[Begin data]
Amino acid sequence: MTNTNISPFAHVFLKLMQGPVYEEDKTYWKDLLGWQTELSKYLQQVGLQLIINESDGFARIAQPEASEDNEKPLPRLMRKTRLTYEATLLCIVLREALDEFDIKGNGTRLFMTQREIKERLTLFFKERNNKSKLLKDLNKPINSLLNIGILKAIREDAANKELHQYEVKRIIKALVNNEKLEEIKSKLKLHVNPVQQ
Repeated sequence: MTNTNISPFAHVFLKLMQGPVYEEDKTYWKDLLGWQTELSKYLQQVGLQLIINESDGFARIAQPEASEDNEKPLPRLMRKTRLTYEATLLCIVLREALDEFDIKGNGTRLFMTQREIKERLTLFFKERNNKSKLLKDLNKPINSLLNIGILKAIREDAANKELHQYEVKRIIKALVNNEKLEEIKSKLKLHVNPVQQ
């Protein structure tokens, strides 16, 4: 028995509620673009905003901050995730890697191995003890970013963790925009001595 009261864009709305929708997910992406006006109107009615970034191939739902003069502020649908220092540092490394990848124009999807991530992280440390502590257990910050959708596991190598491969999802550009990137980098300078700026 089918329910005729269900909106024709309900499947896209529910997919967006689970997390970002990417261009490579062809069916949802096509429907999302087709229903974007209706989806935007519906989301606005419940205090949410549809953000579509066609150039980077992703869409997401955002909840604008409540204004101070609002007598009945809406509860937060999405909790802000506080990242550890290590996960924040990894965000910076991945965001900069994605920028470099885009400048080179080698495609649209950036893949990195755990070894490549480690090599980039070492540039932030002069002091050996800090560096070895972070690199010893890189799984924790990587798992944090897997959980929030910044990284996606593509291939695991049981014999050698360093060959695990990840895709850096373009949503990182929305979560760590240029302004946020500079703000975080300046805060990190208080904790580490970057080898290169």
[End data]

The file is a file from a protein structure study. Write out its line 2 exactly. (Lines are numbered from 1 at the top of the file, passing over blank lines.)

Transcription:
Repeated sequence: MTNTNISPFAHVFLKLMQGPVYEEDKTYWKDLLGWQTELSKYLQQVGLQLIINESDGFARIAQPEASEDNEKPLPRLMRKTRLTYEATLLCIVLREALDEFDIKGNGTRLFMTQREIKERLTLFFKERNNKSKLLKDLNKPINSLLNIGILKAIREDAANKELHQYEVKRIIKALVNNEKLEEIKSKLKLHVNPVQQ